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| 1 minute read

Praise for new lung cancer screening guidelines - but with recommendations for improvement

National medical specialty societies whose membership serves patients with or at risk for lung cancer, along with lung cancer patient advocacy groups, have high praise for the new national coverage determination (NCD) on low dose lung cancer screening issued by the Centers for Medicare & Medicaid Service (CMS), which was announced on February 10. Our summary is here, but more, they say, needs to be done.

In their statement released last Friday, the American College of Radiology (ACR) said they, along with the GO2 Foundation for Lung Cancer and The Society of Thoracic Surgeons, will work with CMS, other medical providers, and those patients seeking care to implement and update screening recommendations.

To broaden access to lung cancer screening for those who need it and optimize the lifesaving ability of these exams, ACR recommends that CMS, payers, and providers work together to simplify and streamline patient workflow, and reduce documentation and other administrative burdens on providers and institutions.

Specifically, ACR recommends further steps that CMS should take:

  • continue Medicare coverage for older current and former smokers past age 78.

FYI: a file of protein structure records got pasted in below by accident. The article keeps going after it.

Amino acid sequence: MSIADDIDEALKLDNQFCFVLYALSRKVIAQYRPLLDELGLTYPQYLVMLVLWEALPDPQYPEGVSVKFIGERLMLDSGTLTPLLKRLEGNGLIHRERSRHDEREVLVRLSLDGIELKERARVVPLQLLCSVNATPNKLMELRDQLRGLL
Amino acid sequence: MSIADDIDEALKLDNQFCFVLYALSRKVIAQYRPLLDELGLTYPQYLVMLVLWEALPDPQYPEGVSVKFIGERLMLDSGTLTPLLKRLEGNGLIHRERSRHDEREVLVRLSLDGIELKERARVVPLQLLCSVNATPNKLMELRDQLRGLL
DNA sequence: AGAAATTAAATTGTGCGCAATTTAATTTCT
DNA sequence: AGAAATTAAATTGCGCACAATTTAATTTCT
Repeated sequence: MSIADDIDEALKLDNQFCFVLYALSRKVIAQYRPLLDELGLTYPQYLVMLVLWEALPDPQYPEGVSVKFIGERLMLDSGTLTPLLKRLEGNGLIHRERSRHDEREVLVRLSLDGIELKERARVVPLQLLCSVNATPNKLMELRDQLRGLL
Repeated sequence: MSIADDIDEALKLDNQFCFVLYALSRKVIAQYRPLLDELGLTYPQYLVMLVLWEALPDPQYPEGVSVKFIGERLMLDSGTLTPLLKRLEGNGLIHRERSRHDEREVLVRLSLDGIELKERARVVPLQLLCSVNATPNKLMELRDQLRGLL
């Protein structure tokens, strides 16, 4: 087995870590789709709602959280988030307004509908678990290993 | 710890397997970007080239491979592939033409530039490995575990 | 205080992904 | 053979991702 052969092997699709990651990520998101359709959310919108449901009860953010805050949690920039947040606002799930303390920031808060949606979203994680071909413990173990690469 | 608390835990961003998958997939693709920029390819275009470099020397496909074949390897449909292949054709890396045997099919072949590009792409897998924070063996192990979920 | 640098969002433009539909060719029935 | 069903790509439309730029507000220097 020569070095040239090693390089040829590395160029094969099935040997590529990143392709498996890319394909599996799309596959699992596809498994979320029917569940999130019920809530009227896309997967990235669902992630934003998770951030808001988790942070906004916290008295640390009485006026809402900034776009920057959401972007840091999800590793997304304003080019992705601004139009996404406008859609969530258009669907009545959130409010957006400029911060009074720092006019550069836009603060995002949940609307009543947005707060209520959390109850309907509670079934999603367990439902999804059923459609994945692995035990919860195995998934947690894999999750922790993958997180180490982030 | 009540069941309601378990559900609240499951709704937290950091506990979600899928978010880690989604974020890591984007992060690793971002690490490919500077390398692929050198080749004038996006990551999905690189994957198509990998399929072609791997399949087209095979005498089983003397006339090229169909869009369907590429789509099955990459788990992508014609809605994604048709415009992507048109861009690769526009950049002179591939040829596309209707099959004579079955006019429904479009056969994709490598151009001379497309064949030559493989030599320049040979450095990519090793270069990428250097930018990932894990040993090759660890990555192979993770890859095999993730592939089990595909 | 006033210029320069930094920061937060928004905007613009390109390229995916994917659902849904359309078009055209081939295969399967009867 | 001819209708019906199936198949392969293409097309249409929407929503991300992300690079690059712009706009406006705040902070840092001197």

• continue coverage for beneficiaries who stopped smoking more than 15 years prior.
  • inform future screening improvements by reinstating registry participation requirements (which were eliminated in the revised NCD).
  • drop the requirement for a shared decision-making session prior to the first screening, which ACR contends remains a current barrier to care.

In ACR's press release, Laurie Fenton Ambrose, co-founder, President and CEO of GO2 Foundation for Lung Cancer, is quoted about the ongoing efforts ahead: "We know we can save more lives and will continue to work with CMS to remove barriers and improve access to screening for the people this preventive service is intended to help, particularly the underserved. Our work to achieve equitable access of this lifesaving preventive service will not wane.”

In addition to lowering the initial screening age from 55 to 50, and smoking history requirements from 30 pack years to 20 pack years, CMS expanded coverage to thousands of independent diagnostic testing facilities nationwide and retained a requirement that providers use Lung-RADS® structured reporting.   


health care & life sciences, medicare, screening, idtf